Part of the show Science Q&A Show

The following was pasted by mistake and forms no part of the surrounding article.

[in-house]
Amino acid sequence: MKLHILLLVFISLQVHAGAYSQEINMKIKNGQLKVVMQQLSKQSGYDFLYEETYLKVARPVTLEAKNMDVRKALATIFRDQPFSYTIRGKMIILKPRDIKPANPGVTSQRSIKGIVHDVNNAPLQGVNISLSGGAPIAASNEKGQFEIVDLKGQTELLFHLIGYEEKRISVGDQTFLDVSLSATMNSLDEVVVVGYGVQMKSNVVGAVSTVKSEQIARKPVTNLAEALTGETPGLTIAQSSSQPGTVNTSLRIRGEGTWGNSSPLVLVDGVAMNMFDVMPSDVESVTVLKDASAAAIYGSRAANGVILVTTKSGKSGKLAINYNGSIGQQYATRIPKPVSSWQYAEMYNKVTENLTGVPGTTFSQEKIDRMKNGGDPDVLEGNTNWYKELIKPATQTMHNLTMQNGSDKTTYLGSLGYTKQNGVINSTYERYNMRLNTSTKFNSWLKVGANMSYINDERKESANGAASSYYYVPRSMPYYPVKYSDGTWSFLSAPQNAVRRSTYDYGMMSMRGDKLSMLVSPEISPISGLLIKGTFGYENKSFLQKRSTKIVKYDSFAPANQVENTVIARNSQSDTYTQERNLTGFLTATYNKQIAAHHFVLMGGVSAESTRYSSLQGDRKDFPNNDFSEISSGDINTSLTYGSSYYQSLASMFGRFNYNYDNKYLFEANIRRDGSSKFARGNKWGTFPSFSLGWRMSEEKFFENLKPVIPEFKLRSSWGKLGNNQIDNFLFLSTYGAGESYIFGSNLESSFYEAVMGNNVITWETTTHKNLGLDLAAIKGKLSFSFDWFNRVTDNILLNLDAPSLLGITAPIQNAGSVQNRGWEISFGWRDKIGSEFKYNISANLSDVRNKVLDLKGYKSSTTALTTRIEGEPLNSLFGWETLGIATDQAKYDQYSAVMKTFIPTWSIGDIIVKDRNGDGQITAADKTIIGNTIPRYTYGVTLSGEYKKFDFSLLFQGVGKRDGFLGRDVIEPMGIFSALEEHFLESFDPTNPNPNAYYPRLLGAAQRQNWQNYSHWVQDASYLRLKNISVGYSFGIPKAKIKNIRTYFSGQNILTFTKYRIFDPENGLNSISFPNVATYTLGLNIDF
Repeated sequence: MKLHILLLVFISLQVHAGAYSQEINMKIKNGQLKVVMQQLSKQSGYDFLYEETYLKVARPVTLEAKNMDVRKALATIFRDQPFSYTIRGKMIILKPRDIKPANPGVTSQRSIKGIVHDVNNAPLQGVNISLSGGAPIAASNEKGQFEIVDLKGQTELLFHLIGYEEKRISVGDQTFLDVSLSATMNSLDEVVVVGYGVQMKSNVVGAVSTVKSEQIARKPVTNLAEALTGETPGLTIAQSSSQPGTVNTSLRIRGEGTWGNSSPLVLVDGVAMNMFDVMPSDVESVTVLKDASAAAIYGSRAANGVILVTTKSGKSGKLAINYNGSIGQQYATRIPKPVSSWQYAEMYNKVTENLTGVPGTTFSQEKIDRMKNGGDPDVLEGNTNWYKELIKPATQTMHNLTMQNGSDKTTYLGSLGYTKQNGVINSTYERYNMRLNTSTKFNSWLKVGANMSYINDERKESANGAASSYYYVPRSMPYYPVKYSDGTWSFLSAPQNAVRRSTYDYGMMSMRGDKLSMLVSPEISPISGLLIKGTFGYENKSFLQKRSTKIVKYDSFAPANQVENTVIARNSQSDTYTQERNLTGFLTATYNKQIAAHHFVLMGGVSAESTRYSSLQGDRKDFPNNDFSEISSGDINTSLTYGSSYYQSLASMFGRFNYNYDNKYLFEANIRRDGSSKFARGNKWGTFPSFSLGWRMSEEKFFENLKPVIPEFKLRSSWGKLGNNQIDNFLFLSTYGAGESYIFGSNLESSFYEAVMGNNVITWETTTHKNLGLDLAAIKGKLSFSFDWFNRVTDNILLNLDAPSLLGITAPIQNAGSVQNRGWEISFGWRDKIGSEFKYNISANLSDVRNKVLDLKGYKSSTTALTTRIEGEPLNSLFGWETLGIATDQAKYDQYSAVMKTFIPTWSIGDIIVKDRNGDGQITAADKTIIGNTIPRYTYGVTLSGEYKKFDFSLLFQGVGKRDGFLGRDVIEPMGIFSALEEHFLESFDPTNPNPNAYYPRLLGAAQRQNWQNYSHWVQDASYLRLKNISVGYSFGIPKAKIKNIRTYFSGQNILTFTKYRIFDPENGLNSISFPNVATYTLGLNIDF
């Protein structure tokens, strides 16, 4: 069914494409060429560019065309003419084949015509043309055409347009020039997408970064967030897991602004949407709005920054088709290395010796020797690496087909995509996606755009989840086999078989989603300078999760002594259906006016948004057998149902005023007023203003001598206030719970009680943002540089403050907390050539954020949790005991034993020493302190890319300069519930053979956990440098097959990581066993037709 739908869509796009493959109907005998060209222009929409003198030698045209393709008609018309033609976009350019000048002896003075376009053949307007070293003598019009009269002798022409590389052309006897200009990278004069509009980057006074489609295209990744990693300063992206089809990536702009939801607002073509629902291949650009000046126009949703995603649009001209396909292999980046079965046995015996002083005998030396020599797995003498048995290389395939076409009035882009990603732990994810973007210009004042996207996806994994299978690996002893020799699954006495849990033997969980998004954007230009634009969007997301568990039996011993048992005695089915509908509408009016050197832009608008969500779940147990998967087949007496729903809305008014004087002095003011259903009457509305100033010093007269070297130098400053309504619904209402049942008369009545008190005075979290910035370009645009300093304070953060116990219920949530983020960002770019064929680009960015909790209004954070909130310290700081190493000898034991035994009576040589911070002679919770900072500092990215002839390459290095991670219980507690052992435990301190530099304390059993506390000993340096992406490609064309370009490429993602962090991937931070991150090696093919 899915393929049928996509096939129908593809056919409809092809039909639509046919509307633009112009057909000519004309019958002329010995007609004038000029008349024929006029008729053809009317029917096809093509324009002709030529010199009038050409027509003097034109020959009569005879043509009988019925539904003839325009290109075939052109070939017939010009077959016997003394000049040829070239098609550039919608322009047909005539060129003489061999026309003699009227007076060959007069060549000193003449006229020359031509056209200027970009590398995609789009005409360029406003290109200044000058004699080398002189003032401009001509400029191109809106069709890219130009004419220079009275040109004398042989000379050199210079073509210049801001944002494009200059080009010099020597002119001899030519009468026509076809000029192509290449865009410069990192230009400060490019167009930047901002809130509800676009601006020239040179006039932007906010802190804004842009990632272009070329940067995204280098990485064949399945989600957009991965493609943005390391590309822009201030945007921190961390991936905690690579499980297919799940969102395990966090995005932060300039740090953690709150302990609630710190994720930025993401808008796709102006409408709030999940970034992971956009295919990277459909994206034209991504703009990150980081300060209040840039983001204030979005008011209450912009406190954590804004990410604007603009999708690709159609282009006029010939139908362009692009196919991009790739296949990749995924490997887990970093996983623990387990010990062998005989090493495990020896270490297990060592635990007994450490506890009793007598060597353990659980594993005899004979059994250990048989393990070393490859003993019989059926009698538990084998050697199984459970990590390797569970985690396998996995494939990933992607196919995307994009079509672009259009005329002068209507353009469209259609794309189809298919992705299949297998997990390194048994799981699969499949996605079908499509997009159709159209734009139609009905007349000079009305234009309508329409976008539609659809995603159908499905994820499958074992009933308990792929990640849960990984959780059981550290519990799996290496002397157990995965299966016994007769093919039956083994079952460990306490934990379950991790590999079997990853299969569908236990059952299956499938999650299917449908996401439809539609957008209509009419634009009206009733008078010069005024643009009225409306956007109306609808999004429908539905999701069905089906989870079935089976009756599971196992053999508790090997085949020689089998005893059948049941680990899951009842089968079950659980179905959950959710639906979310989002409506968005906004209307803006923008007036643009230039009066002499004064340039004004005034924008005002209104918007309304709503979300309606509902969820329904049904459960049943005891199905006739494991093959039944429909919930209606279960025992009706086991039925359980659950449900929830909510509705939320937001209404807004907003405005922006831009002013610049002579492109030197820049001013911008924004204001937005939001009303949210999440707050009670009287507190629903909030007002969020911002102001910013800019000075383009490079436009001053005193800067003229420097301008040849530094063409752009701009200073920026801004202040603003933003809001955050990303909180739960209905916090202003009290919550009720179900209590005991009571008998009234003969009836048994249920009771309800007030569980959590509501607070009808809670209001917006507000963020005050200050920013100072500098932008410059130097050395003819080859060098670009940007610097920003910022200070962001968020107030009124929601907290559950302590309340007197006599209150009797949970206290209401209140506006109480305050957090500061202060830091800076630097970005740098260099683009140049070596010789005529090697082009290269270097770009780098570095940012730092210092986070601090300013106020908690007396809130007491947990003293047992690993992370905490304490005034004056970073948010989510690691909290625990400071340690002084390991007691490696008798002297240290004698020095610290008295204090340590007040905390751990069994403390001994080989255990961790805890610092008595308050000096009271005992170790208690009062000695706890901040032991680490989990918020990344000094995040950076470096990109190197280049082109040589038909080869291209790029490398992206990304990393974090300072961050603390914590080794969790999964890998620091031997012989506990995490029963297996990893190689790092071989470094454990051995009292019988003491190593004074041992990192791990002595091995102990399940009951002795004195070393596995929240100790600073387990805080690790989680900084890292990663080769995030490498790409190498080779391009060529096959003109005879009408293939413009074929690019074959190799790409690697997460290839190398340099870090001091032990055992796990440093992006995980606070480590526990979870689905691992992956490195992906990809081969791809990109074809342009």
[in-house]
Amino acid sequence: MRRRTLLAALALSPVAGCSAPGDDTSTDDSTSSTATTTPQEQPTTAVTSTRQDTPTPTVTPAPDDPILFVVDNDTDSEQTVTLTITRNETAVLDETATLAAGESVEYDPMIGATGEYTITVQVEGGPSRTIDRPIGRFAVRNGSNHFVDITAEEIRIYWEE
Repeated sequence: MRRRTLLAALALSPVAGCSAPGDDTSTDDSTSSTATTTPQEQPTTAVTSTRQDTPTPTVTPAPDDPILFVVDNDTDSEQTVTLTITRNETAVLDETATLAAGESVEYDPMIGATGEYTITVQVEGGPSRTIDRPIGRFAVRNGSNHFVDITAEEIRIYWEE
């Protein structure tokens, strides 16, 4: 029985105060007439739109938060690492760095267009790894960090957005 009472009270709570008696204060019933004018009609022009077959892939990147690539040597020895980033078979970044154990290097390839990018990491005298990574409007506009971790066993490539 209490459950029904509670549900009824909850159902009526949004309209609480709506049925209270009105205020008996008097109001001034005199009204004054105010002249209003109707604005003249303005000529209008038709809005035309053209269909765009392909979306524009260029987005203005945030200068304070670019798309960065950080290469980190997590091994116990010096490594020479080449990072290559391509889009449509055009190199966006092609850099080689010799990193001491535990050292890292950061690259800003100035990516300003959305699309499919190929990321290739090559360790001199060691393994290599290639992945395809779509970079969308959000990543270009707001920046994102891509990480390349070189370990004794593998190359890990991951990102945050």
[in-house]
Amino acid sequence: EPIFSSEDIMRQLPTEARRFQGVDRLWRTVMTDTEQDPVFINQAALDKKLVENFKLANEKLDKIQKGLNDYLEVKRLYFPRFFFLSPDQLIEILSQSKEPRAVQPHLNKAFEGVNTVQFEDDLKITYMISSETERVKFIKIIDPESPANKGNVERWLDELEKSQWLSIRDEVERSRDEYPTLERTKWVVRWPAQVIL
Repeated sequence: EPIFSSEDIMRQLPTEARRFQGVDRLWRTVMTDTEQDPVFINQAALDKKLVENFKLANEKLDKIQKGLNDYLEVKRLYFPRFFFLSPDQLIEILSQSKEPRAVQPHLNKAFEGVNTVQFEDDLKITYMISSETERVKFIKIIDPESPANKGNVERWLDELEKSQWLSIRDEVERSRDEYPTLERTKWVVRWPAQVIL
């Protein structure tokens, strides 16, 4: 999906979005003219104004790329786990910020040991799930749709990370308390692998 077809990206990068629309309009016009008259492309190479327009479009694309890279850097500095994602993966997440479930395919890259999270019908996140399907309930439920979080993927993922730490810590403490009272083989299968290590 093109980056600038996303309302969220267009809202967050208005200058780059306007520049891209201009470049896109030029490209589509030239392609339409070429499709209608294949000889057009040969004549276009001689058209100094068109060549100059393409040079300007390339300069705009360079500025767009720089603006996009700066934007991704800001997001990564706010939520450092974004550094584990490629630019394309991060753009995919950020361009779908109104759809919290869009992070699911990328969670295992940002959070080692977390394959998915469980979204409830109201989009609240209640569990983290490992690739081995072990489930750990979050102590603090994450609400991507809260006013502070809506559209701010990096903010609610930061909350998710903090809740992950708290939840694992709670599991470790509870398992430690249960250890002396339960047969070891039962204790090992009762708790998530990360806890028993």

Scientists at the US NIH vaccine research centre may have uncovered HIV's weak spot, offering the promise of a target for a vaccine. Patients with HIV make heaps of antibodies against the virus but they don't seem to neutralise it. Now, in this week's Nature, Peter Kwong has dissected the workings of one rare antibody, B12, which can neutralise the infection. It turns out that the virus alters the shape of the docking station it uses to lock onto cells as it infects, preventing most antibodies from working. Making a stabilised artificial version of this docking protein, in the altered shape, might therefore drive the immune system to produce antibodies capable of blocking the effect.